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Hearing Science

Practice for Flora Hearing Science Exam

Mass A property of all matter. The amount of matter an object has.
Gravity two objects attract one another; the large object attracts the smaller object. Strength and attraction depends on the masses of both the objects and the distance between them.
Displacement the difference between the path of the initial and final position covered by a moving object.
Velocity The rate of change in displacement. Movement from one point to another is time consuming process. Not the same as speed; velocity must be reported in magnitude and direction.
Density Amount of matter in a given unit of volume. Density of a matter can change in response to temperature or pressure changes. This is important in hearing science because the denser the object toe more sound is impeded.
Force Interaction between two objects or an object and its environment (push and pull).
Elasticity property of matter that allows it to return to its original shape after it is distorted. It could also be a force of motion after it is disturbed. Causes Vibration
Inertia the resistance of an physical object to a change in its state of motion or rest, or the tendency of an object to resist any change in its motion.
Potential energy stored energy in an object at rest
Kinetic energy energy of motion that an object has do to its velocity.
T or F: The back and forth motion or oscillation made by a pendulum is a sine function therefore the motion is sinusoidal. True
What is a periodic motion? A motion that repeats itself in regular intervals until it is stopped by an outside force.
How is a simple sinusoidal motions graphed? In a waveform. X-axis=time Y-axis= magnitude of a quantity.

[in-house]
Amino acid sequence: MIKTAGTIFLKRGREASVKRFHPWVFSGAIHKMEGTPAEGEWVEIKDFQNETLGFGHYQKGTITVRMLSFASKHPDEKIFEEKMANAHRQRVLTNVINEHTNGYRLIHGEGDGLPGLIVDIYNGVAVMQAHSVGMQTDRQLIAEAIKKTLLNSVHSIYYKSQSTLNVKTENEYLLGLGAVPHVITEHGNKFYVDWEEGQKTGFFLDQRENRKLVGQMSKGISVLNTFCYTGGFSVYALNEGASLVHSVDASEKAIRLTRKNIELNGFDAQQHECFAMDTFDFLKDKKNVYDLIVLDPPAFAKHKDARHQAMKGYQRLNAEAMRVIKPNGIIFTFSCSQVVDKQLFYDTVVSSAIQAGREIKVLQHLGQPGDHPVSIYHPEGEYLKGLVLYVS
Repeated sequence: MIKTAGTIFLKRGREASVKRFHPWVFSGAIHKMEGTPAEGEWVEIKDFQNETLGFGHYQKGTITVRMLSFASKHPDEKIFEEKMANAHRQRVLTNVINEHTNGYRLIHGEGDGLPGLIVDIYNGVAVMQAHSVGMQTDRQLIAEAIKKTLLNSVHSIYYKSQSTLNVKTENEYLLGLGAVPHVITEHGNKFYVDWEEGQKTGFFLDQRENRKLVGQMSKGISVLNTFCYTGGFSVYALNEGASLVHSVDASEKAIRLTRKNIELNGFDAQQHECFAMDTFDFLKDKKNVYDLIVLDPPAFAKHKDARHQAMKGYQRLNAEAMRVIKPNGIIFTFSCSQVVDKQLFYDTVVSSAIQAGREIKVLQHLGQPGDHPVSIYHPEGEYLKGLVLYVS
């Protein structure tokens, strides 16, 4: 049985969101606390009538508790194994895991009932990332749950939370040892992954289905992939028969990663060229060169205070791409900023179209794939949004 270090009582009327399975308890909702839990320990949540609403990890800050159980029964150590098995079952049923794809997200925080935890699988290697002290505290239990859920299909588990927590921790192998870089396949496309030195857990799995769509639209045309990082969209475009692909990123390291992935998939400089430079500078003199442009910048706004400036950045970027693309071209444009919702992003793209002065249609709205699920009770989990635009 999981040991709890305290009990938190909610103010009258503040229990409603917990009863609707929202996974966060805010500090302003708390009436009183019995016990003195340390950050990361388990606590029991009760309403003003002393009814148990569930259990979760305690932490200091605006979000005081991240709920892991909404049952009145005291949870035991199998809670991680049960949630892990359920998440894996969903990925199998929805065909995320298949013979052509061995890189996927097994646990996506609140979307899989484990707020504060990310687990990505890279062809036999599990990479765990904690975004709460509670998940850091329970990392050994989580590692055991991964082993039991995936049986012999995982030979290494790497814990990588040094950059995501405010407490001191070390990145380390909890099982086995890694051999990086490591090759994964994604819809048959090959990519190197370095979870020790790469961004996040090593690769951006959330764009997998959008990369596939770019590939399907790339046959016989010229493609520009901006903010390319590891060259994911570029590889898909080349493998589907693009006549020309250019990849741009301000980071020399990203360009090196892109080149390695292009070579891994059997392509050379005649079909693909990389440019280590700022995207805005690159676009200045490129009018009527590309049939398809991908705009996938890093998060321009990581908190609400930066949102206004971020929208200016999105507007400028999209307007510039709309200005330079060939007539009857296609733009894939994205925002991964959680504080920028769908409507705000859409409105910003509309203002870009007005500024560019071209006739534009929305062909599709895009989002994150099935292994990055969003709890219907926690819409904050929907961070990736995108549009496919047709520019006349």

One full repetition of a periodic motion is called a Cycle
A direct correlation of pitch, measured in Hertz (Hz). Frequency
The time it takes to complete a certain number of cycles. Period
How do you calculate frequency? number of cycles/ time
How do you calculate period? time/ number of cycles
Under the concept of phase, how is it defined? indicates a particular stage in the cycle of motion using the angles from a degree as the unit of measure.
What is a phase relationship? Describes the difference between the phase of two periodic waveforms as they cycle though time.
What are two examples of phase relationships? In phase and Out of phase
When two waveforms have the same frequency and the same phase is said to have what type of phase relationship? In phase
When two waveforms have the same frequency but the phase is not the same they are said to be what? Out of phase
what are the degrees of phase represented as? 0, 90, 180, 270, 360
true or false: A simple sinusoidal vibration is rarely present in nature. True
_____ is created from combining two or more sinusoidal vibrations. Complex vibration
How are complex vibrations categorized? As periodic and aperiodic.
A complex vibration that has a clear repeating pattern is said to be_____. Periodic
A complex vibration that has a random pattern or motion is said to be ______. Aperiodic
The process of combining several individual sinusoidal motions into a complex waveform is called Waveform synthesis
A break down of a wave form and looking at individual frequency components is called Waveform Analysis
What components does a waveform analysis show? Individual frequency components in a spectrum
the frequency domain refers to the analysis of mathematical functions or signals with respect to frequency, rather than time. x-axis= Frequency